Senator Richmond pointed out the great benefits of St. Patrick's Day as a celebration of Irish identity and culture across the world. It presents a huge opportunity for Ireland to connect with our people worldwide and allows Ireland to significantly expand its sphere of influence, whether in business, culture or other facets of society worldwide.

Senator Ó Donnghaile observed that we need to look out for the welfare of our diaspora in Britain, particularly in the context of Brexit. Last week, when I spoke in the Dáil on the issue of Brexit during the debate on the legislation going through the Houses, I made the point that we remain absolutely supportive of our Irish community in Britain and will continue to support them after Brexit. Britain has been one of the most important destinations for Irish emigration for centuries which is reflected in our emigrant support programme expenditure in Britain in 2018, when over €5.9 million was awarded to 108 organisations across Britain, 88% of which - almost €5 million - was devoted to welfare support. As many established Irish communities in Britain are ageing, the welfare provided under the emigrant support programme is becoming more important. The community organisations do extraordinary work and offer a vital lifeline to disadvantaged emigrants, facilitating their access to local services and combating what is increasingly a problem of social isolation and alienation.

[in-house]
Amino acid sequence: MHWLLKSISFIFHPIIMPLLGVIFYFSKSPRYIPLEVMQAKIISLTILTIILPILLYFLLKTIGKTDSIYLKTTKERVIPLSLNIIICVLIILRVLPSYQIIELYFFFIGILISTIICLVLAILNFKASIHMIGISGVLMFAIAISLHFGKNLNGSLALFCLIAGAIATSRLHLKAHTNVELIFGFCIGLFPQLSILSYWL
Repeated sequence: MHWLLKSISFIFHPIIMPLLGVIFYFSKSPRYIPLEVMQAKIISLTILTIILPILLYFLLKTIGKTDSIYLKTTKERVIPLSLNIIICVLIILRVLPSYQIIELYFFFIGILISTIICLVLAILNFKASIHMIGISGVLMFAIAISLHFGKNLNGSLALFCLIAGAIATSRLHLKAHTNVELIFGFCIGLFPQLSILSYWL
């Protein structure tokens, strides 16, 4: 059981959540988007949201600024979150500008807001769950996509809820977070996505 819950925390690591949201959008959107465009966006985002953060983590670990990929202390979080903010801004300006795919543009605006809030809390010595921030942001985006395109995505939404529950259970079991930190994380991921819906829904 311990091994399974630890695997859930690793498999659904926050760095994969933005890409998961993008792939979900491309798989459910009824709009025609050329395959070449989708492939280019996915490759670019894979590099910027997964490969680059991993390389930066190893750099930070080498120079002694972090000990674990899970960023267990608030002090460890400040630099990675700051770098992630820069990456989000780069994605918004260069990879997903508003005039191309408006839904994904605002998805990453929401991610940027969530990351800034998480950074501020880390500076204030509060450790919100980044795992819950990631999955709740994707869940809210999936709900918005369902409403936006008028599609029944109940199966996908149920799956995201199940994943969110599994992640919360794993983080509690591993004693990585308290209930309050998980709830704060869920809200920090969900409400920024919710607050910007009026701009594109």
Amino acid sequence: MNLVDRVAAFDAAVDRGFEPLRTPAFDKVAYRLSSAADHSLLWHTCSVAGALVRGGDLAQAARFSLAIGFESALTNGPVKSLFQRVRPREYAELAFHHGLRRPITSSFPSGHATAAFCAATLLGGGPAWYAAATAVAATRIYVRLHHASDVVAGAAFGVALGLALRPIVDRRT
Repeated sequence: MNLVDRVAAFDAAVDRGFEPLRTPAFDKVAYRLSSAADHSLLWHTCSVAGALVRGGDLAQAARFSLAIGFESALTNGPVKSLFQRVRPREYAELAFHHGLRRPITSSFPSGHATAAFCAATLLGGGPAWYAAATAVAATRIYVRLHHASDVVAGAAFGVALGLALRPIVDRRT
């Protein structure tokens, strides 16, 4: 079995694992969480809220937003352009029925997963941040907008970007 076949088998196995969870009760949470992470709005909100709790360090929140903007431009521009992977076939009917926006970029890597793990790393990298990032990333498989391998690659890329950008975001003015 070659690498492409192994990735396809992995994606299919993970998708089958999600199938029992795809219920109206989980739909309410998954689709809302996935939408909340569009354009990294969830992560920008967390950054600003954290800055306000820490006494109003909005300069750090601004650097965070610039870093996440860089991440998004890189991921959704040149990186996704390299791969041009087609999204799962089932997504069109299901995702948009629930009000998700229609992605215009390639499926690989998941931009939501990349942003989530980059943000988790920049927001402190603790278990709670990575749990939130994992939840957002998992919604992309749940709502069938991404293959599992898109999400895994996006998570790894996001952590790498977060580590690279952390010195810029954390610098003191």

Senator Ó Donnghaile spoke very eloquently and passionately about the need to ensure we succeed in winning that referendum in October. Senator Conway-Walsh also referred to the Indecon report and asked whether there is an ongoing dashboard of results. The answer to her question is yes. Of the 30 recommendations in that report, 19 have been fully addressed, six are under consideration and we are bringing a report to Government on progress on that in the coming weeks. That report will be available to Senators in the House.